First flu death reported in Mississippi

Published 7:00 am Wednesday, January 24, 2018

The Mississippi State Department of Health reported the first pediatric influenza death of the 2017-2018 flu season this week.

According to a release from MSDH, the death occurred in south Mississippi.

This death makes for a total of 17 pediatric flu deaths reported within Mississippi since deaths became reportable during the 2008 to 2009 flu season, the release states. Across the country, a total of 30 deaths have been reported during the current flu season.

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In response to the severity of the season, healthcare professionals encourage everyone to get their flu shots. 

Dr. James Riser of Riser Medical said the flu shot is developed based on the strains seen the previous year. This year’s shot was developed based on four strains observed the year prior, of which the flu shot is effective against three strains and partially effective against the fourth. Riser said children should avoid close contact with those who are sick. Additionally everyone should wash their hands frequently or use alcohol based sanitizers. Care should also be taken to disinfect areas where there is a possibility of the virus being spread.

If a child comes down with the flu, parents should ensure their children drink plenty of fluids and receives ample rest. Additionally, those who contract the flu should dress in layers.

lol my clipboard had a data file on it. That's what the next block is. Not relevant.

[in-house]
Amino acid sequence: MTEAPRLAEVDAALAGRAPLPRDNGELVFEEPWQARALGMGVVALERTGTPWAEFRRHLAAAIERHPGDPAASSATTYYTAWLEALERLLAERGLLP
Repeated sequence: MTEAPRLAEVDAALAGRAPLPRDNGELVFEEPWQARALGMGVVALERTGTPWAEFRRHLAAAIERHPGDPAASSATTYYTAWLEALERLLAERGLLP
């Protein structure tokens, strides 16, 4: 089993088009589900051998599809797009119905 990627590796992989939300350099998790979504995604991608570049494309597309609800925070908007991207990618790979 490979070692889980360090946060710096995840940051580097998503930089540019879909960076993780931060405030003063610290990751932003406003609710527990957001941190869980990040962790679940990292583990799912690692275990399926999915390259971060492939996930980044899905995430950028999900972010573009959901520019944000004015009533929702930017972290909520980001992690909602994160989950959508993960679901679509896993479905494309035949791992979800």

Riser also said parents should know when to take their sick child to the emergency room.

“If the child is breathing fast or has trouble breathing, skin color has turned bluish, are not drinking enough fluids, not waking up or interacting, being irritable to an extent that they refuse to be held, fever with a rash and flu like symptoms that improve but return again with a fever or cough, they need to be brought to the emergency room immediately,” Riser said.

Tracy Ladner, a nurse practitioner at Picayune Family Health Center, said children should be encouraged to cover their cough with the inner elbow, stay away from public spaces where the chance of the virus being spread is more likely. If they do begin to show flu like symptoms, a medical professional can determine if the child should receive an antiviral that will decrease the severity of the symptoms and the duration of the illness.

“Once the children have contracted the flu and the fever isn’t subsiding after 2-3 days, parents should get their children to a clinic or hospital as the secondary infections caused by the flu would be a lot more dangerous,” Ladner said.